Articles | Volume 12, issue 2
17 Feb 2005
17 Feb 2005

Forced versus coupled dynamics in Earth system modelling and prediction

B. Knopf, H. Held, and H. J. Schellnhuber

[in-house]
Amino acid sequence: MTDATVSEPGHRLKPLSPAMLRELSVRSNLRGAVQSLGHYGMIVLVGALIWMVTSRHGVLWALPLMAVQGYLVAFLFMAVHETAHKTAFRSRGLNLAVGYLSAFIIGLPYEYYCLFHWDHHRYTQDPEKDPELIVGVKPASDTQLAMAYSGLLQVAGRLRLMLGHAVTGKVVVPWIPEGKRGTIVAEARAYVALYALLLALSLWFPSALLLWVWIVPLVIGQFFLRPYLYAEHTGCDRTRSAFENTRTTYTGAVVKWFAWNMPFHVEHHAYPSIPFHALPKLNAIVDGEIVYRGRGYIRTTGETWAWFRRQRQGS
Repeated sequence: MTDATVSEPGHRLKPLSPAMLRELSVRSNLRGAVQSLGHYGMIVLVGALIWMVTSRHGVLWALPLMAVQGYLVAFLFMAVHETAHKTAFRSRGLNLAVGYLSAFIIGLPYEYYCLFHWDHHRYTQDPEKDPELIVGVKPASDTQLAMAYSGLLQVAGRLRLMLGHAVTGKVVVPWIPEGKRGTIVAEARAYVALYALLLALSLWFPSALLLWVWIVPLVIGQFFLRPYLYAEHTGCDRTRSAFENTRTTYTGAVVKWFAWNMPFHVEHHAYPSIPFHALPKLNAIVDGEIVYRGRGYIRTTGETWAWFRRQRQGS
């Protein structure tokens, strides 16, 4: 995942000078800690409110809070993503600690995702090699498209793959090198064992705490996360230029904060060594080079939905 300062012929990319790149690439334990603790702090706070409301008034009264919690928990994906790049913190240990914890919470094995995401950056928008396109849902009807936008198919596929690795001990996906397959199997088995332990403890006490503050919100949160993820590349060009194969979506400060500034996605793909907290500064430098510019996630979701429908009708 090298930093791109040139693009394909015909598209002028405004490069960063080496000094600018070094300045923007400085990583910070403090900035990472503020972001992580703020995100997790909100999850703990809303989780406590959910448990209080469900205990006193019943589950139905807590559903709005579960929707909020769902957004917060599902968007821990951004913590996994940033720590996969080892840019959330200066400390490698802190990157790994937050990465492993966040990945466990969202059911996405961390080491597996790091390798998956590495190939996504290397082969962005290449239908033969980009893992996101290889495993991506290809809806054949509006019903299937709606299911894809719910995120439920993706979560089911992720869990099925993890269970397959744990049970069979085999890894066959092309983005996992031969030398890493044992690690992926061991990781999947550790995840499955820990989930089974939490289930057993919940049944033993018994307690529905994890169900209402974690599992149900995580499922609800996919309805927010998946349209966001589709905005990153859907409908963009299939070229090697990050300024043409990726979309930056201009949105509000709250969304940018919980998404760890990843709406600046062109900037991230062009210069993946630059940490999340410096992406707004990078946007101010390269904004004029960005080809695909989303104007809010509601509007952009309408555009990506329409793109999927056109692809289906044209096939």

Abstract. We compare coupled nonlinear climate models and their simplified forced counterparts with respect to predictability and phase space topology. Various types of uncertainty plague climate change simulation, which is, in turn, a crucial element of Earth System modelling. Since the currently preferred strategy for simulating the climate system, or the Earth System at large, is the coupling of sub-system modules (representing, e.g. atmosphere, oceans, global vegetation), this paper explicitly addresses the errors and indeterminacies generated by the coupling procedure. The focus is on a comparison of forced dynamics as opposed to fully, i.e. intrinsically, coupled dynamics. The former represents a particular type of simulation, where the time behaviour of one complex systems component is prescribed by data or some other external information source. Such a simplifying technique is often employed in Earth System models in order to save computing resources, in particular when massive model inter-comparisons need to be carried out. Our contribution to the debate is based on the investigation of two representative model examples, namely (i) a low-dimensional coupled atmosphere-ocean simulator, and (ii) a replica-like simulator embracing corresponding components.Whereas in general the forced version (ii) is able to mimic its fully coupled counterpart (i), we show in this paper that for a considerable fraction of parameter- and state-space, the two approaches qualitatively differ. Here we take up a phenomenon concerning the predictability of coupled versus forced models that was reported earlier in this journal: the observation that the time series of the forced version display artificial predictive skill. We present an explanation in terms of nonlinear dynamical theory. In particular we observe an intermittent version of artificial predictive skill, which we call on-off synchronization, and trace it back to the appearance of unstable periodic orbits. We also find it to be governed by a scaling law that allows us to estimate the probability of artificial predictive skill. In addition to artificial predictability we observe artificial bistability for the forced version, which has not been reported so far. The results suggest that bistability and intermittent predictability, when found in a forced model set-up, should always be cross-validated with alternative coupling designs before being taken for granted.